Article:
Venice is a city which seems to dazzle everyone who enters. It glows. It sparkles. It surprises. But behind all that shimmer and shine, there are all those same dark corners and less than perfect experiences to be had. Avoid all the following things to ensure you have the best vacation in this magical floating city.
1. Don't Ride the Gondolas
Gondolas are one of the most iconic images of Venice, and watching the black and white striped Gondoliers cruise up and down the canals inside their red velvet lined gondolas is something not to be missed. What you can miss, is riding inside of them. While the dream of riding inside a gondola might seem the ultimate Venetian bucket list item, the reality is much less dreamy. Gondolas costs at least €80 ($90 USD) for 30 minutes and the price only goes up after 7 pm. Sure, you can cram up to six people inside the gondolas and try to split it with another two couples on the search for romance in Venice, but trust me, the awkward 30 minutes, packed inside a small gondola with strangers isn't as romantic as you think. And it costs even more if you want a gondolier who will do all that beautiful singing you've heard so much about. In the end, those euros could be spent so much better on a romantic dinner along with a quaint canal, where you'll listen to gondoliers singing, not for their customers, but just for themselves.
Instead: Jump on one of the local vaporettos. This water buses are great for exploring all the beauty of the grand canal, and costs €30 for two full days of travel, so you can see it all! If you're dead set on taking a gondola ride to check it off your bucket list, try one of a 'traghetto'. A 'Traghetto' is Italian for 'ferry', and these small, quaint black gondolas ferry passengers across the Grand Canal at seven different points. Just from one side, to the other. These were used for generations before the construction of the Grand Canal bridges. They cost only €2 and are still used to this day by locals who don't want to waste their time walking all the way to a bridge to get across. Although the ride might be short, it's a great way to experience riding inside a gondola without the enormous price tag.
2. Don't Limit Yourself to Just the Island of Venice
Many people arrive by cruise ship onto the island of Venice and never leave its shores. More people pour in from the train station and don't think of heading outside the Grand Canal once they arrive. While there are a multitude of beautiful things to do in Venice, it's a great shame to make it down here and not visit at least some of the islands which surrounds Venice.
Instead: Take the vaporetto out and explore the islands of Burano and Murano. The trip takes about 45 minutes but is a lovely way to see the ocean and the surrounding scenery. The islands are both so crucial to the art, food, history and culture of Venice. Each has their distinctive flair and feeling, vastly different from the glamour and grandiosity of Venice, and your trip won't be the same without making it out here.
3. Don't Expect (free) Public Washrooms
Public washrooms aren't a thing in Venice. The city, which is now one of the most popular tourist cities in Europe, just wasn't built to be. And as such, there is a significant shortage of public washrooms. The one only truly 'public' washrooms aren't free of charge, sometimes they can cost up to €2. And while you can usually spare this the odd time, this costs can add up.
Instead: Head into a local coffee or gelato shop and spend that €2 on getting a delicious espresso or refreshing gelato. After making your purchase, ask to use their restroom, and they'll be more than accommodating since you've already purchased something. Visiting these local restaurants is a much better use of your money than literally flushing it down the toilet.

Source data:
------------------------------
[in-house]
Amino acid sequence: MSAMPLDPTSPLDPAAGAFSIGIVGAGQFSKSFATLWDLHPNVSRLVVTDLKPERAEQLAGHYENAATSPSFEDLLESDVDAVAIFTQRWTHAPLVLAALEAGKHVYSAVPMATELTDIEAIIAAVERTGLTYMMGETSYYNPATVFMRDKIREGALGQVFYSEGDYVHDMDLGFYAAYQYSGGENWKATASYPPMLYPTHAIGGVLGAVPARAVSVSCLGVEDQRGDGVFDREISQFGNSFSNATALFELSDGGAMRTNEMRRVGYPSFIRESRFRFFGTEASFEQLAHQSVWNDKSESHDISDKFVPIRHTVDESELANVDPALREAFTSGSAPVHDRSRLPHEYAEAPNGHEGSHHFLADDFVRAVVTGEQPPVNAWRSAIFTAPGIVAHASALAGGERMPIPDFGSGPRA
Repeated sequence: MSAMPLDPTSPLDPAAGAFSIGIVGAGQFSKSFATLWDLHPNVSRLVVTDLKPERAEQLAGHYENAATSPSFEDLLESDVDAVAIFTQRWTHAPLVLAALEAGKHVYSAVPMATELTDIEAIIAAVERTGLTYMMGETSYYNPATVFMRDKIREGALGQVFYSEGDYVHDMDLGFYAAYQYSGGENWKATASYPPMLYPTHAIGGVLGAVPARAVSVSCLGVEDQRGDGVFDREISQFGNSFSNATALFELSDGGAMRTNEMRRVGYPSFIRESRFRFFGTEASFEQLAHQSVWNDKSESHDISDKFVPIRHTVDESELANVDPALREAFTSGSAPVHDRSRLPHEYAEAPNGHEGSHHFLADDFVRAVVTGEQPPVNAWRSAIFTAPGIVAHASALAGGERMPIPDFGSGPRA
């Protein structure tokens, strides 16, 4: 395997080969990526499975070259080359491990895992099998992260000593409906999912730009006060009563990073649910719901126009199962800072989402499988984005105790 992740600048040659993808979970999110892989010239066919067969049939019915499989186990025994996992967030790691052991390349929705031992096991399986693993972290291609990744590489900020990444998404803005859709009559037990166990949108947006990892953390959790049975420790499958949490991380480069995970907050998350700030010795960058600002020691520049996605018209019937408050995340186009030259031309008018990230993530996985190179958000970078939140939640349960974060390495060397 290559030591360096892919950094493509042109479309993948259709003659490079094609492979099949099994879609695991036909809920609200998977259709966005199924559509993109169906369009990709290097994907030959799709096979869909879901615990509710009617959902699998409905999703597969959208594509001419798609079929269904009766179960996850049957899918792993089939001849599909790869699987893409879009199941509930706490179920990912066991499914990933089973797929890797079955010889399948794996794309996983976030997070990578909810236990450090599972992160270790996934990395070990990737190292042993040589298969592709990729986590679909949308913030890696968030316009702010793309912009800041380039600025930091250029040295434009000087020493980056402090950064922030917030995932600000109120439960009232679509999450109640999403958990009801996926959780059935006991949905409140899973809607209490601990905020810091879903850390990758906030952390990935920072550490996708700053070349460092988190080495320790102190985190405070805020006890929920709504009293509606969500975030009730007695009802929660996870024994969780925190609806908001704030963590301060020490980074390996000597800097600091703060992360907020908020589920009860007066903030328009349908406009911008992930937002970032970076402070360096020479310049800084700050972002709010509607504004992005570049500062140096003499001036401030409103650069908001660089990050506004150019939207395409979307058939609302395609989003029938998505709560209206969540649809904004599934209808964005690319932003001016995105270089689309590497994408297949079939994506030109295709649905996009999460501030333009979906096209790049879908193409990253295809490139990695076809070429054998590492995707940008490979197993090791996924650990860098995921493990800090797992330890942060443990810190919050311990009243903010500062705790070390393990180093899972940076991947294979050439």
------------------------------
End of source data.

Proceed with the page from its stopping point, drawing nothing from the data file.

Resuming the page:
4. Don't Pack Heavy Luggage
Many travellers will have heard this saying again and again when travelling to small European cities, but it is never more valid than in Venice. Packing those heavy, rolling suitcases are going to prove to be a nightmare in Venice. There are no cars which you can throw your bags into to make their way to your hotel quickly. You're either walking down cobblestone walkways (which if you have a rolling suitcase, makes an enormous amount of noise which the locals are not a fan of) or taking a boat. The public water boat takes luggage no problem but most likely you'll still have to walk a fair ways from the nearest boat dock to your hotel. If you want to be dropped off right at your hotel, expect to take a private water taxi which can cost €13 up front, plus another €1.80 for each minute of travel. Often, less reputable boats drivers will even charge you for your luggage, and if those are the only boats available, you're stuck paying that costs.
Instead: Use a knapsack or small travel bag. Now I'm not a light packer by any means, but I know when it needs to be done! And choosing to pack light made all the difference in the world when visiting Venice. BUT there is another solution for those of us who are excited to bring back boatloads of souvenirs but don't want to be limited to a small backpack. You can always store your large suitcase in the luggage lockers in the train station when you arrive in Venice. Before leaving the large suitcase, grab a smaller travel bag which you packed with you and transfer a few days of clothes and necessities into that. Leave the rest inside the large suitcase in the train station locker. This will allow you to shop to your heart's desire but will give you the freedom of getting to and from your destination without a vast upheaval.
5. Don't Worry About Getting Lost
Following maps, either on paper or via google maps is near impossible in Venice. Sometimes the pathways are quite literally underwater. It's true, during the wet season in Vence, often vast portions of the city fall underwater and raised paths are used to get around the more popular tourist areas, but the less busy side streets are merely closed. Other times the map might route you one way and just twists and turns and ends up right where you started. But don't stress. Venice is a small island. Walking from one end to the other only takes about an hour, so you're never that far away from where you want to end up.
Instead: Embrace getting lost. As long as you're wondering in the right general direction, you'll make it there eventually. Learn to love exploring and find new things around hidden passageways. These are the little treats about Venice which make it so unique. I would even challenge you to spend an entire day without your phone guiding you. Use that simple paper map you get at tourist information and see how far that gets you. When you get "lost" ask a local. While you're at it, ask them for a dinner or food recommendation and see if you can start up a conversation. Locals might bristle at tourists initially (they are after all overrun with them) but they LOVE their city, and when they see someone genuinely trying to engage they are incredibly giving and kind.
6. Don't Visit on the Weekends or in Summer